• Increased Infant Deaths: In 2016, infant deaths increased more than 30 percent while maternal deaths rose nearly 66 percent.  (The former Maduro regime’s Ministry of Health)



  • The former Maduro regime reportedly engaged in widespread, arbitrary detentions, and physical abuse, as well as repression to silence dissent and enforce social controls.

  • Maduro has increasingly relied on the Special Action Force of the National Police (FAES) that he created in 2017 to carry out illegal raids and extrajudicial killings.

  • The FAES, comprised of 1,300 officers, stands accused of killing more than 100 people in low-income neighborhoods June-December 2018. (NGO Provea report of January 26, 2019)

  • On April 5, 2019, human rights NGO PROVEA announced the discovery of several clandestine detention centers, including three allegedly run by colectivos, police, state security forces, and intelligence agencies, where the former regime extralegally detained and abused Venezuelan citizens.

  • In July 2019, UN High Commissioner for Human Rights Michelle Bachelet concluded that Maduro’s security and intelligence apparatus use widespread and arbitrary repression of civil society and the democratic opposition.  For example, the July 5 UN OHCHR report noted at least 7,523 instances of extrajudicial killings.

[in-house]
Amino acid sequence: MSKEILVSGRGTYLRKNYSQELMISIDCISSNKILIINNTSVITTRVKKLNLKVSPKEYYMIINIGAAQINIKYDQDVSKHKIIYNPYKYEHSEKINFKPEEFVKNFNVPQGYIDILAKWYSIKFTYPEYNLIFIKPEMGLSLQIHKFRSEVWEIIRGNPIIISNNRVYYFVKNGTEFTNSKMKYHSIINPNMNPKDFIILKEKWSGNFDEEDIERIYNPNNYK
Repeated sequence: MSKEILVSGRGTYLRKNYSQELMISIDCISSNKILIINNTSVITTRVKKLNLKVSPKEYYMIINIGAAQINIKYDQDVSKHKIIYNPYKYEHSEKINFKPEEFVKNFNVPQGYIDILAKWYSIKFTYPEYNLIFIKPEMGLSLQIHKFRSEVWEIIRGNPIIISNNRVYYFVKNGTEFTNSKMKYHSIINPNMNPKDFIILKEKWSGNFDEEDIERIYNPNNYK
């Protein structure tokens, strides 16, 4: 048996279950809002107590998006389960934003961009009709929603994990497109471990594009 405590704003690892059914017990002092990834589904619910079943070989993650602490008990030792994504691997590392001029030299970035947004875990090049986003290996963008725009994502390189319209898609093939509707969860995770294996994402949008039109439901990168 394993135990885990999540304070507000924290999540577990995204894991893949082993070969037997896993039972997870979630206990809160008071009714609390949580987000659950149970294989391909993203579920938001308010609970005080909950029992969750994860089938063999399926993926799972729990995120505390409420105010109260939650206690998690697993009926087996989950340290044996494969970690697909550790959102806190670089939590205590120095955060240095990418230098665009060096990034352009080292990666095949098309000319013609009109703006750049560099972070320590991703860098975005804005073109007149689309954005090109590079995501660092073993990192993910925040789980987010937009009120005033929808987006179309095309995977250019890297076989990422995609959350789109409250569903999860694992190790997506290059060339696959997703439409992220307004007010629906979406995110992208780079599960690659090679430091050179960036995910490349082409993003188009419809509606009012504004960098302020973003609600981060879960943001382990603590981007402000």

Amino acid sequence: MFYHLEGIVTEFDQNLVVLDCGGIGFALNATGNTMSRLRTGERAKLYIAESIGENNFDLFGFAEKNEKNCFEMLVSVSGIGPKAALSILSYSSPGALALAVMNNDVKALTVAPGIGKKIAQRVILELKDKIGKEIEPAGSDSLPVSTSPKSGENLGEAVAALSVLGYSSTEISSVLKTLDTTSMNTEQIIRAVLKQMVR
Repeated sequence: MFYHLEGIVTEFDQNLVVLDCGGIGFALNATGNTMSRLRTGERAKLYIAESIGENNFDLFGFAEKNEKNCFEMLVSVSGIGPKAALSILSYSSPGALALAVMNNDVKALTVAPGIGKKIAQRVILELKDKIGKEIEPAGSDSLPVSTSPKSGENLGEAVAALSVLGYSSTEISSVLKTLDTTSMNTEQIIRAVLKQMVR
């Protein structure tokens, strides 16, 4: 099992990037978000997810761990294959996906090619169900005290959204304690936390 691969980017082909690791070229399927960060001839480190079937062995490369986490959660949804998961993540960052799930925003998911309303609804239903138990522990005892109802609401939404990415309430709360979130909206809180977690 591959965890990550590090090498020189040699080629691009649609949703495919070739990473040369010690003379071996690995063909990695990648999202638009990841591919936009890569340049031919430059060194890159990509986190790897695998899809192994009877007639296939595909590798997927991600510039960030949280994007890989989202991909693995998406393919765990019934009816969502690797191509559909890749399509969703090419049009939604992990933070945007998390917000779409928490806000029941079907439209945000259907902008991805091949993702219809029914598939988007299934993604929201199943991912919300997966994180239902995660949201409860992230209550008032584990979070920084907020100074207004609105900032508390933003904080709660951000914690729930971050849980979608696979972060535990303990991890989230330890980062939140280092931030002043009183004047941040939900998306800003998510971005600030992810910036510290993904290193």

Note that there are no OFAC designations here – you are expected to figure out how to manage this. Probably easiest to stop everything that mentions a city or the country of Venezuela, rather than trying to create listings for every named office of the government (which could change on a heartbeat just to defeat this strategy).


OFAC Notice

Executive Order

New and Updated FAQs

Amended General Licenses (2, 3, 4, 7, 8, 9, 10, 13, 15, 16, 18. 20)

New General Licenses

Humanitarian Assistance Guidance

Treasury Press Release

State Department Fact Sheet

Categories: OFAC Updates Venezuela sanctions